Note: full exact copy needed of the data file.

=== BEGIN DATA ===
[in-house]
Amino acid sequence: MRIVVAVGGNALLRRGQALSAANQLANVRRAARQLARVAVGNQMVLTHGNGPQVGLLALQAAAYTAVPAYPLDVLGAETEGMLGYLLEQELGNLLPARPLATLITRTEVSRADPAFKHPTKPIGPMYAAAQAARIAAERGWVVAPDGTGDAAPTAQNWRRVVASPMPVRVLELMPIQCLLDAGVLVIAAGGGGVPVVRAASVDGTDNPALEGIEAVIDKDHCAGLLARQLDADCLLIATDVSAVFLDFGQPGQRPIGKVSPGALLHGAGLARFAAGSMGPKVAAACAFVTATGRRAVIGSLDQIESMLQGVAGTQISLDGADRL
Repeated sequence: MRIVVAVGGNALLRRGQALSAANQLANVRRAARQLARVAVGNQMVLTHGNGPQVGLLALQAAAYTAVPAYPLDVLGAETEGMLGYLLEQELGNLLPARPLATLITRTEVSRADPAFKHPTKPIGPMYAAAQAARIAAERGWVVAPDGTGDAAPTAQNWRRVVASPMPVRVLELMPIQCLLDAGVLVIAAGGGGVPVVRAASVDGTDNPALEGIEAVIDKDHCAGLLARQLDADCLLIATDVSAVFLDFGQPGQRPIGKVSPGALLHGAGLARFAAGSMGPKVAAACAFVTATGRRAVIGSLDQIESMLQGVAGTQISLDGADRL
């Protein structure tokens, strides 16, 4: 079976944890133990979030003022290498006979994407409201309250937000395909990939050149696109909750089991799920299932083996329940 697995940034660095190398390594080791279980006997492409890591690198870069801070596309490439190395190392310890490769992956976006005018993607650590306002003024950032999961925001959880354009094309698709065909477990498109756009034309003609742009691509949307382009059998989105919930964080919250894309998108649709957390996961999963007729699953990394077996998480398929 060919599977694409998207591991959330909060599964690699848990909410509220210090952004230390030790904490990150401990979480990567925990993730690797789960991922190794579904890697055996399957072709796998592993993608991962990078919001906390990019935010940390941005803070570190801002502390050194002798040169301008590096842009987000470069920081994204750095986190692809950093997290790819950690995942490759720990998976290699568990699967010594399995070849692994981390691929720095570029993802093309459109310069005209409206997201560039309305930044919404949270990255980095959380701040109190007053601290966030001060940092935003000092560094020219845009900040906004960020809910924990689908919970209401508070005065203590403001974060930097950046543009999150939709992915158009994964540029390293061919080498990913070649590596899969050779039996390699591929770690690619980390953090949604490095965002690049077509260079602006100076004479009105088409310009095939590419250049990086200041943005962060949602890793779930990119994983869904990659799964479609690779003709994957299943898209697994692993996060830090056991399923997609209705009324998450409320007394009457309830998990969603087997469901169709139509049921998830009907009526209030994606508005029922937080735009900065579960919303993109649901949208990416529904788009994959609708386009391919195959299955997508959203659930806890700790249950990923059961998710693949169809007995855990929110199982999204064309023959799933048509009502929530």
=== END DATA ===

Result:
[in-house]
Amino acid sequence: MRIVVAVGGNALLRRGQALSAANQLANVRRAARQLARVAVGNQMVLTHGNGPQVGLLALQAAAYTAVPAYPLDVLGAETEGMLGYLLEQELGNLLPARPLATLITRTEVSRADPAFKHPTKPIGPMYAAAQAARIAAERGWVVAPDGTGDAAPTAQNWRRVVASPMPVRVLELMPIQCLLDAGVLVIAAGGGGVPVVRAASVDGTDNPALEGIEAVIDKDHCAGLLARQLDADCLLIATDVSAVFLDFGQPGQRPIGKVSPGALLHGAGLARFAAGSMGPKVAAACAFVTATGRRAVIGSLDQIESMLQGVAGTQISLDGADRL
Repeated sequence: MRIVVAVGGNALLRRGQALSAANQLANVRRAARQLARVAVGNQMVLTHGNGPQVGLLALQAAAYTAVPAYPLDVLGAETEGMLGYLLEQELGNLLPARPLATLITRTEVSRADPAFKHPTKPIGPMYAAAQAARIAAERGWVVAPDGTGDAAPTAQNWRRVVASPMPVRVLELMPIQCLLDAGVLVIAAGGGGVPVVRAASVDGTDNPALEGIEAVIDKDHCAGLLARQLDADCLLIATDVSAVFLDFGQPGQRPIGKVSPGALLHGAGLARFAAGSMGPKVAAACAFVTATGRRAVIGSLDQIESMLQGVAGTQISLDGADRL
């Protein structure tokens, strides 16, 4: 079976944890133990979030003022290498006979994407409201309250937000395909990939050149696109909750089991799920299932083996329940 697995940034660095190398390594080791279980006997492409890591690198870069801070596309490439190395190392310890490769992956976006005018993607650590306002003024950032999961925001959880354009094309698709065909477990498109756009034309003609742009691509949307382009059998989105919930964080919250894309998108649709957390996961999963007729699953990394077996998480398929 060919599977694409998207591991959330909060599964690699848990909410509220210090952004230390030790904490990150401990979480990567925990993730690797789960991922190794579904890697055996399957072709796998592993993608991962990078919001906390990019935010940390941005803070570190801002502390050194002798040169301008590096842009987000470069920081994204750095986190692809950093997290790819950690995942490759720990998976290699568990699967010594399995070849692994981390691929720095570029993802093309459109310069005209409206997201560039309305930044919404949270990255980095959380701040109190007053601290966030001060940092935003000092560094020219845009900040906004960020809910924990689908919970209401508070005065203590403001974060930097950046543009999150939709992915158009994964540029390293061919080498990913070649590596899969050779039996390699591929770690690619980390953090949604490095965002690049077509260079602006100076004479009105088409310009095939590419250049990086200041943005962060949602890793779930990119994983869904990659799964479609690779003709994957299943898209697994692993996060830090056991399923997609209705009324998450409320007394009457309830998990969603087997469901169709139509049921998830009907009526209030994606508005029922937080735009900065579960919303993109649901949208990416529904788009994959609708386009391919195959299955997508959203659930806890700790249950990923059961998710693949169809007995855990929110199982999204064309023959799933048509009502929530």